I have been craving candy lately. But, I can't just run out and get it on a whim anymore. So, I decided I would make my own. But, I knew dealing with sugar would not be a walk in the park. Sugar can be temperamental, and you have to be careful with how you handle it. I decided I needed a quick and easy peanut brittle to make! It's the the perfect at home candy. It's pretty basic, so even the most novice cooks can make it.
Plus, if your kids are at home, this would be a really great science experiment for studying the states of matter! Tamara Gwen has a really helpful breakdown on how to show the different states with things like water and ice cube you can do before hand. Then, you can have the kids identify similar reactions in the candy.
- As the sugar reaches its boiling point, it goes from a solid to liquid. Using a candy thermometer, you can compare the boiling point of sugar to the boiling point of water and discuss why different matter has different boiling points.
- At the end of the cooking process, you pour in baking soda. The baking soda reacts to the sugar mixture and air bubbles form. These air bubbles are trapped in the brittle as the sugar hardens. When you break the brittle after it cools, you can see the trapped air bubbles. This would be a great place to talk about gas1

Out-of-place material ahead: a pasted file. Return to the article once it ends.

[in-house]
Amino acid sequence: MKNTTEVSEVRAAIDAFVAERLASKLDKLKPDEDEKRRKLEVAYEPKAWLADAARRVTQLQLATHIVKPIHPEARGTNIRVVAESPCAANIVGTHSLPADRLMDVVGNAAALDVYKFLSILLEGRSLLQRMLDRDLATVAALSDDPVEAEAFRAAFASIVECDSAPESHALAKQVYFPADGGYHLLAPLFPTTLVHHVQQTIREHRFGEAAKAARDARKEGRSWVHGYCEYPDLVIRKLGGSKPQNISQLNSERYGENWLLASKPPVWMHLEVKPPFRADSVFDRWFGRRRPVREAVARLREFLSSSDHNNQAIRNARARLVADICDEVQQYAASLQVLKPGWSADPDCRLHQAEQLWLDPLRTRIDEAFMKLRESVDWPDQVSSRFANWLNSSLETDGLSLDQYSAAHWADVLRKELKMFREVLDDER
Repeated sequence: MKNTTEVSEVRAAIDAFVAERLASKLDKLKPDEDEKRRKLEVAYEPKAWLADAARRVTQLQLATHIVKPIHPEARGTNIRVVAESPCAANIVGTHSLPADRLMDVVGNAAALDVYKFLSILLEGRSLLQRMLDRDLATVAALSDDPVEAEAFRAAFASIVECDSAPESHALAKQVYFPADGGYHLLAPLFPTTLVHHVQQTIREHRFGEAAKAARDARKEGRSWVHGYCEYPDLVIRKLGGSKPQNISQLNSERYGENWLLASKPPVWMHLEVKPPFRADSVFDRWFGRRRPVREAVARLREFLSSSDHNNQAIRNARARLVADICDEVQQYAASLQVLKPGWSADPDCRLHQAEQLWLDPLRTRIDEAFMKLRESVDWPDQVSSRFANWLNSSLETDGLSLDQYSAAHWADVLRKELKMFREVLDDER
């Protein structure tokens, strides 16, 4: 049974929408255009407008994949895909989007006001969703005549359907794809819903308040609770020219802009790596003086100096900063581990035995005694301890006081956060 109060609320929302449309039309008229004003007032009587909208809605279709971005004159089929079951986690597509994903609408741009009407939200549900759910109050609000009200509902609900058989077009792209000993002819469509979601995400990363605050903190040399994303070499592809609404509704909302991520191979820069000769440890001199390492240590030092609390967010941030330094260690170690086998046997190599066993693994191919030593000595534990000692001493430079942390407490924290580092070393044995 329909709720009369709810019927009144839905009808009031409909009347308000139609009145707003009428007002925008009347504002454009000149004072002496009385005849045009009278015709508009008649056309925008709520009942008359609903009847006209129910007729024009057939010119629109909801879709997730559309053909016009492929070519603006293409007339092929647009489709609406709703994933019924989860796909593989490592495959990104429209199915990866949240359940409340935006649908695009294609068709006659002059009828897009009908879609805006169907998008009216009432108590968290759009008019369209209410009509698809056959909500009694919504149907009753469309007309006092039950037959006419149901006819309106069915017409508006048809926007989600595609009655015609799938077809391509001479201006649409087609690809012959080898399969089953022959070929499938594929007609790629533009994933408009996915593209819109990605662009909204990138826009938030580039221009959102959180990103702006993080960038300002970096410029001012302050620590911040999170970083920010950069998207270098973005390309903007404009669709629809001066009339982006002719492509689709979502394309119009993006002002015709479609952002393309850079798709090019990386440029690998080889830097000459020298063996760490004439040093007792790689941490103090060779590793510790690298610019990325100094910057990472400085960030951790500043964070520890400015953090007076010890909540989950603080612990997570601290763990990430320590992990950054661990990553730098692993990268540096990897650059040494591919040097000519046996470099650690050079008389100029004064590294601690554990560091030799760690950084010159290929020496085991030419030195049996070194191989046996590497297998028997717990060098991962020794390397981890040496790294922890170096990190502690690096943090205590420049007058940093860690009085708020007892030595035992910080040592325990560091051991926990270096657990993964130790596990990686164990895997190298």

If you do want to do this with children, please be aware that sugar gets extremely hot. And when you drop it on your skin, it doesn't always come off quickly, making the burn worse. If you do this with children, their role is very much a watch and see until the mixture has cooled and they can break it up. I would not recommend doing this with kids who are too young to understand the importance of staying away from hot pots.
Quick and Easy Peanut Brittle
- 3 cups granulated sugar
- 1 cup water
- 1 cup butter cubed
- 2 ½ cups salted peanuts
- 1 tablespoon baking soda
- Grease a quarter sheet pan and lay an over sized piece of parchment paper onto it. Leave a little lip to help remove the brittle later on.
- In a large stainless steel pot, pour sugar. Pour water on top. Bring mixture to low heat, stir constantly. Once the sugar has dissolved, increase to medium heat.
- Place candy thermometer in the pan. When the sugar reaches 280F, dump in butter. Stir.
- When the temperature reaches 300F, stir in peanuts. Continuously stir until mixture reaches 310F. Immediately remove from heat, stir in baking soda and pour onto lined and greased pan, carefully. This mixture is extremely hot, and sugar likes to stick to what it lands on.
- Once sugar has cooled completely (this will take around 2 hours), use hands to break up the pieces and enjoy!